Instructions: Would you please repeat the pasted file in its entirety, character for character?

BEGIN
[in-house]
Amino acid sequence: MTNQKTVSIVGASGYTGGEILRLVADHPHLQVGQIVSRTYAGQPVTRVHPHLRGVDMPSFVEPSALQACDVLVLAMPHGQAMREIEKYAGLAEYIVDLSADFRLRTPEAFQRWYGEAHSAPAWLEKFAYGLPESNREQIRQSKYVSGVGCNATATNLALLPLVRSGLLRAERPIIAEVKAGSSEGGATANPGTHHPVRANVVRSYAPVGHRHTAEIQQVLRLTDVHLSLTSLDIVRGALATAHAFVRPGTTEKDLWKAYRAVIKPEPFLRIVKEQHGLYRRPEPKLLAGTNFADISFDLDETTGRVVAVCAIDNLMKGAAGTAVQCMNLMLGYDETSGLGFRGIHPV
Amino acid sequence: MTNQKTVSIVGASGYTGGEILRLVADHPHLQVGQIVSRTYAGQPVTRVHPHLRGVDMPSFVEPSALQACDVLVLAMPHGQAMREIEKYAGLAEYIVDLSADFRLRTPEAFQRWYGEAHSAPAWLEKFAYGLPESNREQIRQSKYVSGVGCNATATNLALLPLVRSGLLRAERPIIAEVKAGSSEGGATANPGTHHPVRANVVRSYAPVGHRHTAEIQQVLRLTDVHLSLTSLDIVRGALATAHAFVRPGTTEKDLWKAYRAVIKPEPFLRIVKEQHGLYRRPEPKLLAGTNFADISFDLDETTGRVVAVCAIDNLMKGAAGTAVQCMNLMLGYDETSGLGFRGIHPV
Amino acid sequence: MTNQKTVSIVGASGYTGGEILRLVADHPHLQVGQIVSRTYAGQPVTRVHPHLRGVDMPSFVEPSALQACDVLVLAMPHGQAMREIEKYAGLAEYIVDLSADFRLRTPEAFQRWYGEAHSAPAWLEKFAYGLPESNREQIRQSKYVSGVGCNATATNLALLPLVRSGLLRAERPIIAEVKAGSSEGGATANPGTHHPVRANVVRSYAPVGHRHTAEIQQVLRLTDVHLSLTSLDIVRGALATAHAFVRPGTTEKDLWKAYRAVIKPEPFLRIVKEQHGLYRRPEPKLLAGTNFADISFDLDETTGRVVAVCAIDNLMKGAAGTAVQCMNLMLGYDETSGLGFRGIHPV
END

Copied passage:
[in-house]
Amino acid sequence: MTNQKTVSIVGASGYTGGEILRLVADHPHLQVGQIVSRTYAGQPVTRVHPHLRGVDMPSFVEPSALQACDVLVLAMPHGQAMREIEKYAGLAEYIVDLSADFRLRTPEAFQRWYGEAHSAPAWLEKFAYGLPESNREQIRQSKYVSGVGCNATATNLALLPLVRSGLLRAERPIIAEVKAGSSEGGATANPGTHHPVRANVVRSYAPVGHRHTAEIQQVLRLTDVHLSLTSLDIVRGALATAHAFVRPGTTEKDLWKAYRAVIKPEPFLRIVKEQHGLYRRPEPKLLAGTNFADISFDLDETTGRVVAVCAIDNLMKGAAGTAVQCMNLMLGYDETSGLGFRGIHPV
Amino acid sequence: MTNQKTVSIVGASGYTGGEILRLVADHPHLQVGQIVSRTYAGQPVTRVHPHLRGVDMPSFVEPSALQACDVLVLAMPHGQAMREIEKYAGLAEYIVDLSADFRLRTPEAFQRWYGEAHSAPAWLEKFAYGLPESNREQIRQSKYVSGVGCNATATNLALLPLVRSGLLRAERPIIAEVKAGSSEGGATANPGTHHPVRANVVRSYAPVGHRHTAEIQQVLRLTDVHLSLTSLDIVRGALATAHAFVRPGTTEKDLWKAYRAVIKPEPFLRIVKEQHGLYRRPEPKLLAGTNFADISFDLDETTGRVVAVCAIDNLMKGAAGTAVQCMNLMLGYDETSGLGFRGIHPV
Amino acid sequence: MTNQKTVSIVGASGYTGGEILRLVADHPHLQVGQIVSRTYAGQPVTRVHPHLRGVDMPSFVEPSALQACDVLVLAMPHGQAMREIEKYAGLAEYIVDLSADFRLRTPEAFQRWYGEAHSAPAWLEKFAYGLPESNREQIRQSKYVSGVGCNATATNLALLPLVRSGLLRAERPIIAEVKAGSSEGGATANPGTHHPVRANVVRSYAPVGHRHTAEIQQVLRLTDVHLSLTSLDIVRGALATAHAFVRPGTTEKDLWKAYRAVIKPEPFLRIVKEQHGLYRRPEPKLLAGTNFADISFDLDETTGRVVAVCAIDNLMKGAAGTAVQCMNLMLGYDETSGLGFRGIHPV